Summer

czech reads

one of my favorite things to do when in another country is to voraciously read the best literature of that place. it really puts you better in touch with not only the culture and history, but you can bet every czech has also read those books so it gives you something to talk about. here are some of my favorite czech reads over the last year…

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hrabal is a super eccentric and beloved twentieth century author who often writes about life in prague during the communist era. published in 1976 but not officially until 1989 due to censorship, we learn about the story of an old drunk working as a paper-crusher in a prague factory. 

his writing is so lyrical and poetic that it’s hard not to love, even though he seems to not believe in paragraph breaks and the sentences can run on for days, which can be hard to get accustomed to initially. this particular book was tough initially to break into, as it was my first hrabal experience, but it was worth the time i put in. perhaps many readers looking for a lighter and funnier experience might enjoy i served the king of england more, but this story is quite rewarding for those who stick with it.

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this book is absolutely required reading for anyone interested in czech culture or central european history. written somewhat biographically by jaroslav hašek and published posthumously in 1923, we learn all about the forest gump of soldiers, dull-witted švejk has he navigates all kinds of situations as a soldier serving in the 91st regiment of the austro-hungarian army in the great war.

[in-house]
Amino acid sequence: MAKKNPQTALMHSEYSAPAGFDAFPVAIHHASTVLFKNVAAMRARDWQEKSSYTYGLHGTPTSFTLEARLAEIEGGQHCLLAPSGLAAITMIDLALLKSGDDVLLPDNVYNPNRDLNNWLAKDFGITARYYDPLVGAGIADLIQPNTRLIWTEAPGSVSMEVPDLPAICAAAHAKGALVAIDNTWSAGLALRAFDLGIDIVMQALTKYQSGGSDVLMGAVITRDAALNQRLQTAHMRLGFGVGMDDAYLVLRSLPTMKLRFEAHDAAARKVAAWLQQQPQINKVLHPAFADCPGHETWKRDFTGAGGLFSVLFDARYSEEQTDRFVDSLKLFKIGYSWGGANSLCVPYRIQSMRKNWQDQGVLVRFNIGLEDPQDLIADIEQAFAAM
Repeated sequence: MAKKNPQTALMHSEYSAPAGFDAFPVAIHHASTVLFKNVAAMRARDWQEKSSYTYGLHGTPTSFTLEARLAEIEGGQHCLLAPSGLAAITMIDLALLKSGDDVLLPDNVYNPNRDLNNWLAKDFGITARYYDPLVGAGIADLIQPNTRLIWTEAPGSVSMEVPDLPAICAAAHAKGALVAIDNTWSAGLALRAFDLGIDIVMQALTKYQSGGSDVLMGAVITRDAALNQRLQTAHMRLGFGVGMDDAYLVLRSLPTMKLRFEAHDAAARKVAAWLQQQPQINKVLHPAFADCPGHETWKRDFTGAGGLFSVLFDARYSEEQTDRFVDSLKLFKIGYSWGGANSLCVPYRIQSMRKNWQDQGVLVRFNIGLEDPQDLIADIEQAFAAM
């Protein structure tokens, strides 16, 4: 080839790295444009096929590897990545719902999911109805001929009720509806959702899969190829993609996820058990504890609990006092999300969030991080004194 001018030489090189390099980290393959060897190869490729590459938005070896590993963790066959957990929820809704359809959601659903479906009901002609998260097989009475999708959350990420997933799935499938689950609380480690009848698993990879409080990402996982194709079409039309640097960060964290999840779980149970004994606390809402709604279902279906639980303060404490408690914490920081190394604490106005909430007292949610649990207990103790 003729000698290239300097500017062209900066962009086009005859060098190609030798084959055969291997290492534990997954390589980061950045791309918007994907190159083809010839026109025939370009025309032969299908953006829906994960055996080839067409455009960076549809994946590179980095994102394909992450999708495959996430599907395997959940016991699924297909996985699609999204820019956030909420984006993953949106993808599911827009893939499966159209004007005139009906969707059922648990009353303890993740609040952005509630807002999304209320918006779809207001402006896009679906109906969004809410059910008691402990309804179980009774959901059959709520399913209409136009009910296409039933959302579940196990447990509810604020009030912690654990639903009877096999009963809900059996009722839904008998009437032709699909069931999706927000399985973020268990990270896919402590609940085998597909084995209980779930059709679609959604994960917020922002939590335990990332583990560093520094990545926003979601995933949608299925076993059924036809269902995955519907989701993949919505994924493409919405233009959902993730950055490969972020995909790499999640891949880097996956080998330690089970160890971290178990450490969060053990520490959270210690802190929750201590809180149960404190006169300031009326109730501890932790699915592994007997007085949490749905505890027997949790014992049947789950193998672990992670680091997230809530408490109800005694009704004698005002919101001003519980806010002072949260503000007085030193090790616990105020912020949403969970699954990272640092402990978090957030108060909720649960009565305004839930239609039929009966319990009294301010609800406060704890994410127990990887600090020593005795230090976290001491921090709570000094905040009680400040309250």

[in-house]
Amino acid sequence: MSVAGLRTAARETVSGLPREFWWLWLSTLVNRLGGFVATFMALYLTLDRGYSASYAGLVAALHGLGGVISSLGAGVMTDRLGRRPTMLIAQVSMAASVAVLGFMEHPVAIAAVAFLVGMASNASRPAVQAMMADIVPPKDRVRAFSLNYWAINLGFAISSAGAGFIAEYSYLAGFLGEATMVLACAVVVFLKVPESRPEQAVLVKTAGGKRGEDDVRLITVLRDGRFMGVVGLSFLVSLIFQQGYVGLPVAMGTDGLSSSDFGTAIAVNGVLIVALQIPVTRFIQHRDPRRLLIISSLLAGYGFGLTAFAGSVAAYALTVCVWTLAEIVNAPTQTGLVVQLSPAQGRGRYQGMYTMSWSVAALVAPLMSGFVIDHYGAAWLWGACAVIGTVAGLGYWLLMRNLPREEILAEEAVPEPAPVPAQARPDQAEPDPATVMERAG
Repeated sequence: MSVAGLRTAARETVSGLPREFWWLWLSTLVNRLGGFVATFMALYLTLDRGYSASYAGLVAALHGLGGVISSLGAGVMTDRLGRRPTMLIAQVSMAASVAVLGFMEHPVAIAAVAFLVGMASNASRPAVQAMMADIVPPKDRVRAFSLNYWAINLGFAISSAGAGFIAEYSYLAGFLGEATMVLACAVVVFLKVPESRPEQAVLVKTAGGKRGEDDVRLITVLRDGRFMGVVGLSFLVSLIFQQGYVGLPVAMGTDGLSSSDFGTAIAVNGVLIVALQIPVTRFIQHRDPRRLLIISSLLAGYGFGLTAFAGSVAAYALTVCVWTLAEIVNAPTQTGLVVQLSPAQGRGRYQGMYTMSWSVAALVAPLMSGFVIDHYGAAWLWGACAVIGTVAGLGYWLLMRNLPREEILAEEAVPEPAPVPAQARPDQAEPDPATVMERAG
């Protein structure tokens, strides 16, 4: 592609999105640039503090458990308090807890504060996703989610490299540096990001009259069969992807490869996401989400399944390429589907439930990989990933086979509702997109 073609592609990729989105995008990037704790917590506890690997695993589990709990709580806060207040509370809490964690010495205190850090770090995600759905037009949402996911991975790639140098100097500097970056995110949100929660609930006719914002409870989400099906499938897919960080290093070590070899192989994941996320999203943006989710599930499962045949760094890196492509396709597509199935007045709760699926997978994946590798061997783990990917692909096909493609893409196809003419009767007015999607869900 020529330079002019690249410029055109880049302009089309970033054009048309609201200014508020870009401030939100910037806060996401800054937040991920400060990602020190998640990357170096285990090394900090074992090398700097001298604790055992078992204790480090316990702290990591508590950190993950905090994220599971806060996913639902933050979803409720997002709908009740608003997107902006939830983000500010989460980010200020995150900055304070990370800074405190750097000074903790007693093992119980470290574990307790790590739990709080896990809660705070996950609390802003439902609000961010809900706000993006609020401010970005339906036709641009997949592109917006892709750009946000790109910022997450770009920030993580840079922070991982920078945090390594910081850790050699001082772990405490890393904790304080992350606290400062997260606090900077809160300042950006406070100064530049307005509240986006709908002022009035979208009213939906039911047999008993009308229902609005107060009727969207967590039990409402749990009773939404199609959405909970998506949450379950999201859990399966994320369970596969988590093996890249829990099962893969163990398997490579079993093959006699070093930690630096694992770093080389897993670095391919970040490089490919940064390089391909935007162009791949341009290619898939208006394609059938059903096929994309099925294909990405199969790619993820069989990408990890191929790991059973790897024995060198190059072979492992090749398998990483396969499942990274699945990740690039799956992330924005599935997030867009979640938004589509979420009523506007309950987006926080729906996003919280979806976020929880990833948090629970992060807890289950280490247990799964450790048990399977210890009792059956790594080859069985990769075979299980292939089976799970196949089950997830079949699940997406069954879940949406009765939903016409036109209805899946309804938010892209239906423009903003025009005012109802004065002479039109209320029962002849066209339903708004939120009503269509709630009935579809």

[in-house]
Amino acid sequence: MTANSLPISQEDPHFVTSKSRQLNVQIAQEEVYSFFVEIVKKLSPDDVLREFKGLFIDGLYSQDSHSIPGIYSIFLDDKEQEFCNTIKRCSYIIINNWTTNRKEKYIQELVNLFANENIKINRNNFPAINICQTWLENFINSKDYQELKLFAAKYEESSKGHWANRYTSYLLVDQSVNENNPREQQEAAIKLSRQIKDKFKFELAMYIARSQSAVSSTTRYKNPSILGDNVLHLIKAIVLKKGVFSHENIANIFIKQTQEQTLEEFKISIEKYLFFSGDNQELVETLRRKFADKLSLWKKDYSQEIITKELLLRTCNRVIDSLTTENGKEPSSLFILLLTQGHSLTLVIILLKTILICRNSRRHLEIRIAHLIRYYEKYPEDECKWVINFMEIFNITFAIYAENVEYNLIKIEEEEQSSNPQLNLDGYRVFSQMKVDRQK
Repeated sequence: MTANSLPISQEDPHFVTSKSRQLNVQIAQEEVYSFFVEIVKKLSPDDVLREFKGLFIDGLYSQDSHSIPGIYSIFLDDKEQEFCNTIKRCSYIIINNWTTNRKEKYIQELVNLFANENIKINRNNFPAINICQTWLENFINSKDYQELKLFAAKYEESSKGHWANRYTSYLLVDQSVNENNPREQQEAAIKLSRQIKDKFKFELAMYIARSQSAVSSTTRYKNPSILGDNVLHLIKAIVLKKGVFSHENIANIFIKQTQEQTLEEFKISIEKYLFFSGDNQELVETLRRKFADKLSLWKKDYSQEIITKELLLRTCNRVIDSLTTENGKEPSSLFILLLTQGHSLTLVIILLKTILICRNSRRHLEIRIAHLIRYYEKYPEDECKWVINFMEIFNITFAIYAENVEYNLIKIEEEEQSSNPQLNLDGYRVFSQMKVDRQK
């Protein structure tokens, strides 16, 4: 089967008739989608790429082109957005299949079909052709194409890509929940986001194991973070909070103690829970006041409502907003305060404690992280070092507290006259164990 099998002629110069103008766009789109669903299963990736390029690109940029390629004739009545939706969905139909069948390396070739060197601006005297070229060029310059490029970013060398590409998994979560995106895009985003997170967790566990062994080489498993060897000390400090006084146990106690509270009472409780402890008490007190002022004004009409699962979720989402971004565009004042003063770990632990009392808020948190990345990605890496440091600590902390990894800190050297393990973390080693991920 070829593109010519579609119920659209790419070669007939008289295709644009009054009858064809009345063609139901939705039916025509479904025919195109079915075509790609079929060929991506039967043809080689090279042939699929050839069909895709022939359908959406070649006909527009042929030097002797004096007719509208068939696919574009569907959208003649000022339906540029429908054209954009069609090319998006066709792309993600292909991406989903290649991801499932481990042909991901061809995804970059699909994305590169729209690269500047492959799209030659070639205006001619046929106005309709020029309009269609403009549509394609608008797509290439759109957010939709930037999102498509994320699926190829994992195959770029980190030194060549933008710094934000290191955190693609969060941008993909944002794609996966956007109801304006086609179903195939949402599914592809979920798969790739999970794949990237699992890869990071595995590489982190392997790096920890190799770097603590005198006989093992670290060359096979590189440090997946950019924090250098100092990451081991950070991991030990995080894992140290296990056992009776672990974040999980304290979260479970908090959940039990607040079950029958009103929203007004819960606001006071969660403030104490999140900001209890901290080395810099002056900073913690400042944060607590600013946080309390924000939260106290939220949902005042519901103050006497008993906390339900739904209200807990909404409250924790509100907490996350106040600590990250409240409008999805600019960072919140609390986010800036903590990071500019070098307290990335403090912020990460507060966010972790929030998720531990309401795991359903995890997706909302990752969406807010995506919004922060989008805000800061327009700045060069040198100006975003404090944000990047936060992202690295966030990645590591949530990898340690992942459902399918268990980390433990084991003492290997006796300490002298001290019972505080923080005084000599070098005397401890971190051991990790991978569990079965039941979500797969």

the dark humor isn’t lost with the translation to english, and it’s been called one of the greatest anti-war novels of all time. (joseph heller has been quoted as saying he never would’ve written catch 22 if it wasn’t for švejk!) švejk is quite the national hero in the czech republic: you can see magnets, mugs, and restaurants all over the country bearing his stout image! my favorite part is that the character at one point in the book is stationed at the marianske barracks (now an office building) in ceske budejovice, a two minute walk from my house.

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i’m sure you’ve heard of this book, as it’s absolutely world famous, and for a good reason: it’s a masterpiece. bet you didn’t know the author was czech though, did ya? written by milan kundera and published in 1984, it’s a love story set in prague during the 1968 prague spring era. the prose is beautiful, it’s probably the best thing i’ve ever read. although the first two authors i mentioned seem more celebrated by czechs, kundera is brilliant and everything he writes is unmissable. 

hope these spark some reading inspirado for you while i’m on holiday! cheers.

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